A. Far side of the Shoals -- (right side - coming downstream) only a tiny little trickle of current. Only about 10 feet across and shallow enough to wade across, just above the small cascade.

B. Same location as A --  close up shot.

C. Standing on the high bank, at the first put-in, just below the campsite,  looking upstream.

D. Otto standing in the middle of the Shoals "rock bed,"-- you are looking upstream.

E. In the center of the shoals, looking straight up stream -- to give you an idea of how large the rock shelves are.
This shelf is probably over four feet high and almost a vertical drop from the top.   There are about three of these, two of which are this large.  Note the small pool below it.  WARNING  FYI --to mothers and fathers -- These little pools can be very dangerous to small children since they are very deceptive. They appear to be shallow, however, many have extremely deep holes that have very sharp limestone edges. I used a five foot stick to test depth. On some, I could not touch bottom. Others were around three feet or more. To a small child, thinking it was shallow, he would be over his head in a heartbeat. If he did not drown, he would probably be badly cut by the sharp limestone edges.  Remember, this water is the color of coffee. You cannot see bottom -- even on a shallow one foot deep pool.  There are many of these holes around the center of the Shoal.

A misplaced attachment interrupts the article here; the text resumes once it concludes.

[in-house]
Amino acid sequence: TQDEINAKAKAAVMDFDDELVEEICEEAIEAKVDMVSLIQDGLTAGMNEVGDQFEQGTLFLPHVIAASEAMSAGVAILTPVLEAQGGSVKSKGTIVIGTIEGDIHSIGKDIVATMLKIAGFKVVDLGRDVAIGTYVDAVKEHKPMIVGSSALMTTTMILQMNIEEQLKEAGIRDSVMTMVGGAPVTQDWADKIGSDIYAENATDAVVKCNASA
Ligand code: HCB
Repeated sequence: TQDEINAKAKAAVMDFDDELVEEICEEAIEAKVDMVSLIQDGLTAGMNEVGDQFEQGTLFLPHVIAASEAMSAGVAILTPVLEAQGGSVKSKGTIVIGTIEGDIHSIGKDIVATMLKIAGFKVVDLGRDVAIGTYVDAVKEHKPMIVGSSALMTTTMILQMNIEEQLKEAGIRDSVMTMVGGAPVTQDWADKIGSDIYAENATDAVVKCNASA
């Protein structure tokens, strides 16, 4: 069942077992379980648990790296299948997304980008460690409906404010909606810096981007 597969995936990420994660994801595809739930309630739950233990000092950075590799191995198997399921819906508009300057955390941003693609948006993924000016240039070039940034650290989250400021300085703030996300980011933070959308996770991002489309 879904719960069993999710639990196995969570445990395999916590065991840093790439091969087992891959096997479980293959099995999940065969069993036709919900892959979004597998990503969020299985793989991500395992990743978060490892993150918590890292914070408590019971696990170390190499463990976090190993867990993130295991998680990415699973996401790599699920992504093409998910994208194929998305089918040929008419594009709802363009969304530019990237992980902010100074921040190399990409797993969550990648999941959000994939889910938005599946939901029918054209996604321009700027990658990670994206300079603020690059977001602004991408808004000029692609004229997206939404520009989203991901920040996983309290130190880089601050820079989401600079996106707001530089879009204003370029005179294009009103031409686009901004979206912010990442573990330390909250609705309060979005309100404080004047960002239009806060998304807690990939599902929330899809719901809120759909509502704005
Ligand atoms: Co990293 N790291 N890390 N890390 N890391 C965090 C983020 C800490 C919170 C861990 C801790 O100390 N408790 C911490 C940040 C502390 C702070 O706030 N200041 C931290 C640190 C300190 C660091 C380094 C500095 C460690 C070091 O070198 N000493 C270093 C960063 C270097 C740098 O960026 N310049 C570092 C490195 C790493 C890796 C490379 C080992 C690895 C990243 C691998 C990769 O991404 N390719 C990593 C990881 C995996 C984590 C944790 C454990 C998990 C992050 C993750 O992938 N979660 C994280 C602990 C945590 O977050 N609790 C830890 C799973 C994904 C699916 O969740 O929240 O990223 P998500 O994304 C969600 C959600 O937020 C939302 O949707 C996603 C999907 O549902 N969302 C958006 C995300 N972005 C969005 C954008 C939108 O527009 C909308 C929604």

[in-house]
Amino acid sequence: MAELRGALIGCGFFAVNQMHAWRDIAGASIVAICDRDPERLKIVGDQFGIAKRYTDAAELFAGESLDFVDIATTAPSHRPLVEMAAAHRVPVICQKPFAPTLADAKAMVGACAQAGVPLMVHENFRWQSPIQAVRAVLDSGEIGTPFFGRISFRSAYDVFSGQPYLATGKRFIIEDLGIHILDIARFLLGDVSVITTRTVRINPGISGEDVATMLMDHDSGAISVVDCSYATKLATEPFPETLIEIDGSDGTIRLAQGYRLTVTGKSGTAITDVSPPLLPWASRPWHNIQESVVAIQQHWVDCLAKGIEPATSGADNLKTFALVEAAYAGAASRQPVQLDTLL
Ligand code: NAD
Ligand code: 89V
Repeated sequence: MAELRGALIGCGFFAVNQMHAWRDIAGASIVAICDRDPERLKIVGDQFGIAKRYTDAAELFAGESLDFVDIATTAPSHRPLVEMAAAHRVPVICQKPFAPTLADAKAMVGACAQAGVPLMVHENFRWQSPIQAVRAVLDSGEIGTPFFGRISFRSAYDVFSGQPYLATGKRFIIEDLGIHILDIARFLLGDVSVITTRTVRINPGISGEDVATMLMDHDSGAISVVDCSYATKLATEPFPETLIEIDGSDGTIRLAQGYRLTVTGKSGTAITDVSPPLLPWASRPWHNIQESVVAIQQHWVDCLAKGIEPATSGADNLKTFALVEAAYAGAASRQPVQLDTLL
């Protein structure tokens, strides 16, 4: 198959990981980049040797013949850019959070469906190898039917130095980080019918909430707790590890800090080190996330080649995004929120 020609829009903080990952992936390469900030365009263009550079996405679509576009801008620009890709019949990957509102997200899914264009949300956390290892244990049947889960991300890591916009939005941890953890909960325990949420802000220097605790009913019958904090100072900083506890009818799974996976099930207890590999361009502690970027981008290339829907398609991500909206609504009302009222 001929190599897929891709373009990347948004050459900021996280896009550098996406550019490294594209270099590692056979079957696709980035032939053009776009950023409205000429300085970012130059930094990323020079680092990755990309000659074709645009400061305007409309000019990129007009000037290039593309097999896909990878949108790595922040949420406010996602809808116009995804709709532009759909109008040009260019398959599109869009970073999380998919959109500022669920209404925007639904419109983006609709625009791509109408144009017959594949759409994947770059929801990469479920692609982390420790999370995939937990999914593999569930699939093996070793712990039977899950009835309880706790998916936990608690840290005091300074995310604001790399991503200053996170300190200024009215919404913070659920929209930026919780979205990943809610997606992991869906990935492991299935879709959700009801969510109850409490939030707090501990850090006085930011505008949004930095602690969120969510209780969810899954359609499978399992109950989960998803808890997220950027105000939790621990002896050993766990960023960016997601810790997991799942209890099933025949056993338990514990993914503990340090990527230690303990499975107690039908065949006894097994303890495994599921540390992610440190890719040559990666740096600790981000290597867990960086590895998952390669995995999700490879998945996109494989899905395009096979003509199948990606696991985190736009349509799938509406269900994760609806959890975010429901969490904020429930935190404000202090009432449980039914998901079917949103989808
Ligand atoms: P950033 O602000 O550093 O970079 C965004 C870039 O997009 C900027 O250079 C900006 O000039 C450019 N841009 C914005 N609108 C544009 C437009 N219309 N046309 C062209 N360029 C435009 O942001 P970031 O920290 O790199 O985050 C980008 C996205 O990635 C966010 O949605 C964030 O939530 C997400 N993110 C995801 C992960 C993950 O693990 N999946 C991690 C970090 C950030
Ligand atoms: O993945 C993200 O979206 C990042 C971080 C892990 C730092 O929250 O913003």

E(a)  Same location, different shot.

F. For those who have been to the Shoals before and put in at the first put-in below the campsite, you will recognize this.  You are looking at the first put-in -- from down in the river bed. When we did our full 213 mile trip, when we put in here, the water was only about 5 feet from the top of the bank you see here. In fact, we tied our canoes to the roots of the small tree you see on the far right, while we launched the next canoe. You will see that in my video. 

G. If you have been to the Big Shoals portage area, this shot is from the edge of the first put-in, looking downstream.

H.  With almost no water flowing here, the grasses have grown up in the areas immediately above the rocky part of the shoals.  They are nice and green and it is these grasses that the Ibis find so interesting. Whatever it is they are eating is living in these grasses.